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Mishkin's Musings: 3 thoughts on the Bolts and NHL

Lightning broadcaster Dave Mishkin gives his thoughts on Stamkos, the Bolts recent play and the shootout

by Dave Mishkin /

Lightning broadcaster Dave Mishkin gives his three musings from the Lightning and the NHL 

1. As of Wednesday morning, we do not yet know the severity of Steven Stamkos' injury, one he sustained last night during an innocent-looking play. During his postgame session, Jon Cooper indicated that, while he didn't have an update, this injury was nothing like Stamkos' broken leg injury in 2013. That's certainly one bit of good news.

Lightning fans also know that, no matter how long Stamkos may be out, the team has successfully navigated through this situation before. Not only did the Lightning do well in the 2013-14 season while Stamkos recovered from his broken leg, they also won two playoff rounds without him last year. And took three games from Pittsburgh in the Eastern Conference Final before Stamkos returned for Game Seven.

It hasn't just been Stamkos, either. Anton Stralman also missed the first two rounds of the playoffs last year as he recovered from his broken leg injury. He's also missed the first two games of this current road trip - and the Lightning have won both. The team has dealt well in the past when other significant players have missed time: Ben Bishop, Ondrej Palat, Tyler Johnson, just to name a few.

How have they been able to persevere? It's not usually that one healthy player specifically fills the void left by an injured one, although that was the case in the Conference Finals last year when Andrei Vasilevskiy did step in for Bishop. More often, it's a collective group effort. Take Stralman's case, for example. Andrej Sustr has become Victor Hedman's defense partner, but the responsibility of accounting for Stralman's absence has fallen on all the defensemen. Nikita Nesterov, who has come into the lineup since Stralman got hurt, has filled Stralman's spot on one of the power play units (and contributed a key power play goal last night in Detroit). Sustr played 22:08 last night, nearly five minutes more than his season average. Hedman played 25:16, a slight increase over his typical time-on-ice. Jason Garrison and Braydon Coburn also played more than usual last evening - and Coburn missed a few shifts after blocking a shot in the second period.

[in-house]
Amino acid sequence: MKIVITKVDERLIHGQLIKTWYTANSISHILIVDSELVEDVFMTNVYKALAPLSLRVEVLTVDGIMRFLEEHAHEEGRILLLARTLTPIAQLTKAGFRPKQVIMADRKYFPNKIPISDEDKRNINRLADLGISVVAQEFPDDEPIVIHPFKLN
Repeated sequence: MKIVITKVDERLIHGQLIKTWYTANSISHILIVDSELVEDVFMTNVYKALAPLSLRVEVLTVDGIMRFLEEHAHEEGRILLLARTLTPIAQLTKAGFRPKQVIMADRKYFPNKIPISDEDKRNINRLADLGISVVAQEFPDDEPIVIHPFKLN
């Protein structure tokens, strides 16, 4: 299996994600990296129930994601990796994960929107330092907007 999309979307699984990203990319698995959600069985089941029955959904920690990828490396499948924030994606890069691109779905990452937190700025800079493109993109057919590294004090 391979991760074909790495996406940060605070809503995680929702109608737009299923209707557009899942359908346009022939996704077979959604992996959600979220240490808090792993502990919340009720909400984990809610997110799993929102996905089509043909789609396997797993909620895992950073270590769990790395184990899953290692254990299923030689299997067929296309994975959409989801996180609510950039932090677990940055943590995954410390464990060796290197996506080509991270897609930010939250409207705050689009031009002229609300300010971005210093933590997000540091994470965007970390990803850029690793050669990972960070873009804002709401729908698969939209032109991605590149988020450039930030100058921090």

Hopefully, the Stamkos injury isn't serious. But the Lightning already know how to win when key players are out of the lineup.

2. The line of Brian Boyle, Cedric Paquette and J.T. Brown has been outstanding in recent games. They are playing a north-south game, being physical, keeping pucks in the offensive zone, producing points and changing a game's momentum.

The unit found its groove in the third period of last Thursday's win over the New York Islanders at Amalie Arena. In that game, the Lightning had grabbed an early 3-0 lead, but the Islanders pushed back in the second period. New York scored once and had several other dangerous chances. Early in the third period, however, Boyle scored off a feed from Paquette, reestablishing a three-goal lead for the Lightning. That goal completely shifted the game's momentum and the Lightning controlled play for the rest of the frame. In particular, the line was especially dominant. The three players wore down the Islanders with long, relentless offensive zone shifts and nearly scored again.